If the potential customer doesn’t understand the product, finds it difficult to use or (even worse ) hard to purchase then you lose them before they are even on board. In the same way, if a new user finds it difficult to understand the product and hard to use it, then you will lose them quickly. That creates a fast churn effect where your new customer engagement rate might be very high, but you lose just as many each day.
Which is why it’s a design problem.
You need to get the experience right — from when the customer is passively looking for a product or service to when they actively make their purchase decision (in order to avoid losing a potential customer).
And you need to get the experience right from when the customer starts consuming the product/service all the way to repurchasing (the ideal goal).
User experience design is the foundation of good customer retention and a curve that looks more like a gradual climb than a short spike and fall-off.
There is a negative to having a successful product with lots of customers. When a new customer comes along they have an expectation that the product/service is a good one — after all you already have so many existing customers. If their new user experience is bad, then they are likely to jump from ‘Lots of people want this, I want this too’ into the less useful, ‘I don’t understand why so many people like this product’.
In today’s fast moving age when technology provides what we want at the touch of a button, you need to make sure your customers are getting the product/service as quickly as possible (with the least friction). Which requires a lot of research into what the customer wants and how they can get it in the most pleasurable way.
There’s a reason people switched to using Uber in droves. It’s cheaper (in many cases) and while price is always a huge factor in customer choice, there is also a vast difference between hiring a taxi using a traditional purchase process and hiring Uber.
Hiring a taxi either involves standing with your hand out hoping that the taxi which has its sign lit will actually stop (and not just ignore you), or calling a telephone number and speaking to a harassed call operator who may not have any taxis available right now.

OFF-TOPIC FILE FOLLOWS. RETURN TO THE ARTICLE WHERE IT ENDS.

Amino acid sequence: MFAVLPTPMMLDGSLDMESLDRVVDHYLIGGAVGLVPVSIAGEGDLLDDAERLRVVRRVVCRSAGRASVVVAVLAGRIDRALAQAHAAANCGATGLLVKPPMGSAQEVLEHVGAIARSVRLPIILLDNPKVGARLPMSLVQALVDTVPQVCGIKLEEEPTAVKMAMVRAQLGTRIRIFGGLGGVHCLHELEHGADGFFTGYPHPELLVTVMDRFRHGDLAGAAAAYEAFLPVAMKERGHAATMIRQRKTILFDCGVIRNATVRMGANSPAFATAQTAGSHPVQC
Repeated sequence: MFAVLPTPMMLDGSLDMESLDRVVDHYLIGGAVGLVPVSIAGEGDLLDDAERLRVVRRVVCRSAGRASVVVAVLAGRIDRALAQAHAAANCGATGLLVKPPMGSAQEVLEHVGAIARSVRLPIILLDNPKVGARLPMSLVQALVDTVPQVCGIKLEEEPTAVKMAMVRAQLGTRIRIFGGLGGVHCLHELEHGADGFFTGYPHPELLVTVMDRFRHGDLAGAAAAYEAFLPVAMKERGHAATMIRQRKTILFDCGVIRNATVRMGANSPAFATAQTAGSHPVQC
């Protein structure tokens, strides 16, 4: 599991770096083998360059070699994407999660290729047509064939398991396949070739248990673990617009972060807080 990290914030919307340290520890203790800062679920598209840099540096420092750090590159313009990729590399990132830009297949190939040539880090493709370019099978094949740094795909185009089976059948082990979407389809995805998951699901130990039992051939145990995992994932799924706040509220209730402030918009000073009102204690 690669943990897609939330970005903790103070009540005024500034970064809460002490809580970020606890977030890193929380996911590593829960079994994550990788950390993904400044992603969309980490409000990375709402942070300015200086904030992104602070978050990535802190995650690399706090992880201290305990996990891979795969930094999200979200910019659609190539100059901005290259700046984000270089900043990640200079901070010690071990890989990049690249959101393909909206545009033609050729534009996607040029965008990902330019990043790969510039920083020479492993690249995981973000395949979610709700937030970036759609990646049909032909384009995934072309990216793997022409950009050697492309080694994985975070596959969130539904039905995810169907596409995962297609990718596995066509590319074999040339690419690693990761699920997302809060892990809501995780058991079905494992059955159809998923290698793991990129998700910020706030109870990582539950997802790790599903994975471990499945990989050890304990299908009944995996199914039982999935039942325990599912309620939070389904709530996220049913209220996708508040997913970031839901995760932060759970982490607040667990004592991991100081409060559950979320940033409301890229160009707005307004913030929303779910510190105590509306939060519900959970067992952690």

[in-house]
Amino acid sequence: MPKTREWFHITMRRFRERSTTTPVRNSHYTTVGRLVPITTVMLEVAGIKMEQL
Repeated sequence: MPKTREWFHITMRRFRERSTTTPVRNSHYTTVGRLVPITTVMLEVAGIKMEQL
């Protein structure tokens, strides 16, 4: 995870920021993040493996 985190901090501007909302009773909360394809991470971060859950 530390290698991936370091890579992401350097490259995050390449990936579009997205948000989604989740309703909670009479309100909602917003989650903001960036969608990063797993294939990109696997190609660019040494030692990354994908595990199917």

A lot of that friction is removed from the Uber service.
You don’t need to communicate to a person where you want to go. You tap that into your phone. You don’t need to ask whether a taxi is available now, you can see the Uber cars moving around the map. You don’t need to ask the price, it’s decided for you using a common algorithm.
The app is very simple to use, but even so they have put effort into making the new user experience quick and effortless. You can go from installing the app, to getting a ride in minutes. I did exactly that. I downloaded the app while standing kerbside, typed in a few details and five minutes later I was in an Uber car.
You may not have used a UX designer to analyse your new user experience, but you will have gone through some of the principles behind UX design. You will have considered how the new user finds your product/service, where they purchase it, and how many steps they go through between selecting the product/service and paying money. And what those steps are.
However, like most things in life, if you want a really good new user experience, you need to have someone with expertise design it for you.
And if that’s not you — go hire one!
Simon P P Williams is COO of Mitenkai — Find Your Way